Flux for Welding Products

Flux Classification for Welding Products

Flux Classification


Welding Flux plays an important role in the quality of the final product. In this section, we have explained the details of them. These materials have various functions such as protecting against the entry of impurities and alloying. They are mineral or synthetic in nature.

These materials are usually in powder form and their approved specifications will be present in Know-How, including chemical analysis and granulation, and other specifications.

Flux Classification of Covered Electrodes

In general, the covered electrodes can be divided into the following categories according to the type of cover.The major components of the coating determine the four major types of covered electrodes: cellulosic, rutile, lime or lime– titania, and iron powder.


Cellulosic Electrodes:

as their name implies, incorporate considerable wood flour or other forms of refined cellulose (figure B10) . The combustion of the cellulose provides the shielding gas that surrounds the arc. Slag-forming materials are incorporated in the coating to control the molten metal as it flows into the joint.


Cellulose for Welding Consumables

For welding in other than the flat position, for example in pipeline welds where the operator must weld completely around the pipe, a fast-freezing slag is needed to hold the molten weld metal in the joint while the weld is solidifying. This is one of the principal uses of cellulosic electrodes. An operator may start the joint in the six o’clock position (overhead) and progress upward to the three o’clock position (vertical), thence to the twelve o’clock position (flat).

Cellulosic electrodes for use with alternating current contain potassium silicate, rather than sodium silicate, as a binder; the potassium ionizes the arc more readily, giving it stability as the current alternates between positive and negative polarity.

according to different nature of the cellulose, combination of It with heavy metal powders requires special engineering and techniques to combine these powders in order to provide a homogeneous mix of materials for manufacturing electrode coating (figure C10).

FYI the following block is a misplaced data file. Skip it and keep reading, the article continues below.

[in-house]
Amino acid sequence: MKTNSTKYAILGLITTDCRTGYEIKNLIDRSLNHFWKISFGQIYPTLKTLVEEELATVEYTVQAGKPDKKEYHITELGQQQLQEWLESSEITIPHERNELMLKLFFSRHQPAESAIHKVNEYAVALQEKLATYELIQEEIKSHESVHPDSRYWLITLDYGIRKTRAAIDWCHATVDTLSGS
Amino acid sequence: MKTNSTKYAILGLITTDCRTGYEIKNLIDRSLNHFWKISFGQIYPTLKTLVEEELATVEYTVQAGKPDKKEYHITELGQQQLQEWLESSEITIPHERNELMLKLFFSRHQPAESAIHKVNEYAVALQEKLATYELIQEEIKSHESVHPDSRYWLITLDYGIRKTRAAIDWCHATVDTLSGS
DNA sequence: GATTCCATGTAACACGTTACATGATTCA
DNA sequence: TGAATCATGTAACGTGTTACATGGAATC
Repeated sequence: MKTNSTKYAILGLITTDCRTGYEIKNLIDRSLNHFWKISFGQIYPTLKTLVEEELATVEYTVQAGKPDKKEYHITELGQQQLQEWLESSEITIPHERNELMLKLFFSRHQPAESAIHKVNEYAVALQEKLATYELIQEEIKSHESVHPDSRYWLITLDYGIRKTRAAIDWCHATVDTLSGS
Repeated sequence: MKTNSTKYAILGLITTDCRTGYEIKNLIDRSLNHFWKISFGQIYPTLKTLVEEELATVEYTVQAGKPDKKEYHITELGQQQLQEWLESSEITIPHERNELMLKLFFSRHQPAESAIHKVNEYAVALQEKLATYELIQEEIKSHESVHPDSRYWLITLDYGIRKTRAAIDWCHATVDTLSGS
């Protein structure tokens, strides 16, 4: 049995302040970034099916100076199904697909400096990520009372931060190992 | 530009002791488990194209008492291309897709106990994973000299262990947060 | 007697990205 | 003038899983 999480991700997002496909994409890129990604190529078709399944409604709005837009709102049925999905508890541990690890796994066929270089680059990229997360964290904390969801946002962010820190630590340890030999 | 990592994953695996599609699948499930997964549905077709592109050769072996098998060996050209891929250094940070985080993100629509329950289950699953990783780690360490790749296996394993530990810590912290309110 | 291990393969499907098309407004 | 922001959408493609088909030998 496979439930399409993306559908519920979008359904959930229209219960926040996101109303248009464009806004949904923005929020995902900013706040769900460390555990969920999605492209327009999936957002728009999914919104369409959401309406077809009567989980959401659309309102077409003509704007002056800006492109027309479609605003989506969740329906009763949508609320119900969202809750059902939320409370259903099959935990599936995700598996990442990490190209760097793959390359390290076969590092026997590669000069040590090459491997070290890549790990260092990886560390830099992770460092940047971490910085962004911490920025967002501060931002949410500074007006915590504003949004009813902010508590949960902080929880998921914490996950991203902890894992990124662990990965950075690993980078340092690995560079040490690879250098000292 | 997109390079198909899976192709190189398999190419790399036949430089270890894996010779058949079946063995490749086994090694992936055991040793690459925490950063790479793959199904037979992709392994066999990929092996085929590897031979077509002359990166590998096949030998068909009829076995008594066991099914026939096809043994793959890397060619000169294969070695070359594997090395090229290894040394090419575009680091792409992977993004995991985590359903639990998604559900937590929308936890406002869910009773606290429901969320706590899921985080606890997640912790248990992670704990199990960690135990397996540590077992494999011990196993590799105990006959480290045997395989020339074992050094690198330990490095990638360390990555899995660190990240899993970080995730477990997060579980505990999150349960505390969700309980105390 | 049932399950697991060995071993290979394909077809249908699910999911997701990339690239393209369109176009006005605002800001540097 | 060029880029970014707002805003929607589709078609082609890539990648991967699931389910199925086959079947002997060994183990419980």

Proper Mix for Cellulose Powder in Welding Consumables Manufacturing

Different structures cellulose lead into different effects in production process as well as performance of final products. Cellulose powder can be classified in 5 shapes that each shape has its own specification.

Available in various sizes and structures:

  • Long fibers
  • Cubic particles
  • Granules
  • Spheres
  • Cellulose gels

Another important issue to consider in cellulosic electrodes is that regard to the production of protective gases, including hydrogen, Positive and negative properties will be created in the weld pool.

This has two consequences: good protection of the weld pool and  high level of diffusible hydrogen in the weld metal and heat-affected zone (HAZ). The high percentage of hydrogen is the cause of the high deposition rate and deeper penetration by the creation of the strong arc for which this kind of electrode is well known.

Another result of the hydrogen content of the gas shield is the required for higher voltage.
However, the high hydrogen content in the shielding gas could be leaded some defects. It causes a high level of diffusible hydrogen in the weld, which is one of the parameters influence on hydrogen cracking (also called cold cracking).